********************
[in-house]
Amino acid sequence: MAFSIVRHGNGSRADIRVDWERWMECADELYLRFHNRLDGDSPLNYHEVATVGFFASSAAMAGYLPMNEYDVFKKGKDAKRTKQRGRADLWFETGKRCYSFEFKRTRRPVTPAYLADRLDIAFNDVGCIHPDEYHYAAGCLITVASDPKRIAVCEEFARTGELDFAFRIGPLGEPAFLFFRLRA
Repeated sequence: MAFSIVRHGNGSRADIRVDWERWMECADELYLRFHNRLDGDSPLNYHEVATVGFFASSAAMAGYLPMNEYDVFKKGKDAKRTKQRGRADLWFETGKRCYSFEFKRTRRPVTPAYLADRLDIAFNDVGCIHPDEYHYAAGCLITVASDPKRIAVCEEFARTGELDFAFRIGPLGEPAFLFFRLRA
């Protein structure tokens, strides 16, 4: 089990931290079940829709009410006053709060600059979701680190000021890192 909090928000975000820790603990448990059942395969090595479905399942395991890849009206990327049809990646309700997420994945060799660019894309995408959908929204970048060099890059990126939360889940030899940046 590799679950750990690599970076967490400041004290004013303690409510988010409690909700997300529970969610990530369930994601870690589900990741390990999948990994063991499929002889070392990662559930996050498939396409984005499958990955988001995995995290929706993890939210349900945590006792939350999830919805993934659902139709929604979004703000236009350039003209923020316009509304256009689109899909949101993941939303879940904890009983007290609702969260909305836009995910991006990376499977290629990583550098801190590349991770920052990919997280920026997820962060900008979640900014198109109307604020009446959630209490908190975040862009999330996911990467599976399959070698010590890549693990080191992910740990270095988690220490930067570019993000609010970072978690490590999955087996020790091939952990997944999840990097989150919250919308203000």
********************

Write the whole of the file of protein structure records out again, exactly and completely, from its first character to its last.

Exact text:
[in-house]
Amino acid sequence: MAFSIVRHGNGSRADIRVDWERWMECADELYLRFHNRLDGDSPLNYHEVATVGFFASSAAMAGYLPMNEYDVFKKGKDAKRTKQRGRADLWFETGKRCYSFEFKRTRRPVTPAYLADRLDIAFNDVGCIHPDEYHYAAGCLITVASDPKRIAVCEEFARTGELDFAFRIGPLGEPAFLFFRLRA
Repeated sequence: MAFSIVRHGNGSRADIRVDWERWMECADELYLRFHNRLDGDSPLNYHEVATVGFFASSAAMAGYLPMNEYDVFKKGKDAKRTKQRGRADLWFETGKRCYSFEFKRTRRPVTPAYLADRLDIAFNDVGCIHPDEYHYAAGCLITVASDPKRIAVCEEFARTGELDFAFRIGPLGEPAFLFFRLRA
């Protein structure tokens, strides 16, 4: 089990931290079940829709009410006053709060600059979701680190000021890192 909090928000975000820790603990448990059942395969090595479905399942395991890849009206990327049809990646309700997420994945060799660019894309995408959908929204970048060099890059990126939360889940030899940046 590799679950750990690599970076967490400041004290004013303690409510988010409690909700997300529970969610990530369930994601870690589900990741390990999948990994063991499929002889070392990662559930996050498939396409984005499958990955988001995995995290929706993890939210349900945590006792939350999830919805993934659902139709929604979004703000236009350039003209923020316009509304256009689109899909949101993941939303879940904890009983007290609702969260909305836009995910991006990376499977290629990583550098801190590349991770920052990919997280920026997820962060900008979640900014198109109307604020009446959630209490908190975040862009999330996911990467599976399959070698010590890549693990080191992910740990270095988690220490930067570019993000609010970072978690490590999955087996020790091939952990997944999840990097989150919250919308203000």